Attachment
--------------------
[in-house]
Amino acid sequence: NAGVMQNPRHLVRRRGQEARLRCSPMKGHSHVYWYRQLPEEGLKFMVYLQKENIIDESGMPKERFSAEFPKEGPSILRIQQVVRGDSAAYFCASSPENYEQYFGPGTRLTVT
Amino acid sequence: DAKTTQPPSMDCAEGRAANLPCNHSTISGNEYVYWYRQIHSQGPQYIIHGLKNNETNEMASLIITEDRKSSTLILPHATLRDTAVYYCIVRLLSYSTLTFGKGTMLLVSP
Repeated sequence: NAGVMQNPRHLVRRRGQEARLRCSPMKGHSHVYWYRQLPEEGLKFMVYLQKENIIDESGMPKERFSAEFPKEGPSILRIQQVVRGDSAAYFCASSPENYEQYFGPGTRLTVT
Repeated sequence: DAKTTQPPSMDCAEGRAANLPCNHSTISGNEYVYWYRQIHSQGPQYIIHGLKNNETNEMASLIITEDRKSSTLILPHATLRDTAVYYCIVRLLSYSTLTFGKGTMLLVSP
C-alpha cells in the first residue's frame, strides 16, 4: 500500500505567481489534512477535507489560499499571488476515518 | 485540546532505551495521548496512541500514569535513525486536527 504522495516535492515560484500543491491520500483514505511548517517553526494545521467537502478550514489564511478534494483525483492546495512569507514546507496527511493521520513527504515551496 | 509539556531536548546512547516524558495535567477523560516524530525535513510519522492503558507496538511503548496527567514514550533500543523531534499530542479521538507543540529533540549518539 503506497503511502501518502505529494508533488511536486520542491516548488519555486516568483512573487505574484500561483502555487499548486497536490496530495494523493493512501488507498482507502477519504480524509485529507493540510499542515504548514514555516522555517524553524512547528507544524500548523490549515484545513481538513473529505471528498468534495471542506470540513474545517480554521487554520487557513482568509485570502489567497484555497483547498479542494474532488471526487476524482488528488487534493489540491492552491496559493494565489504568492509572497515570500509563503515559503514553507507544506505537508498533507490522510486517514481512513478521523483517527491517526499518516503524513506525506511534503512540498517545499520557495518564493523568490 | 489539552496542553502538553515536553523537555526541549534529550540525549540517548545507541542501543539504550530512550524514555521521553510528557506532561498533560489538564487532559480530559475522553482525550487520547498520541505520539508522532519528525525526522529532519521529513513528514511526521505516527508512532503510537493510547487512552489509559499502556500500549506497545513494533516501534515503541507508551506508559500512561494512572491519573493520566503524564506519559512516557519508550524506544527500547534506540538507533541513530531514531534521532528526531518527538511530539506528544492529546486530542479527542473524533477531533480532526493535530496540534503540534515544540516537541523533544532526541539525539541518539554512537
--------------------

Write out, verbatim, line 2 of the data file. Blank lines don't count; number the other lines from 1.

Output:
Amino acid sequence: NAGVMQNPRHLVRRRGQEARLRCSPMKGHSHVYWYRQLPEEGLKFMVYLQKENIIDESGMPKERFSAEFPKEGPSILRIQQVVRGDSAAYFCASSPENYEQYFGPGTRLTVT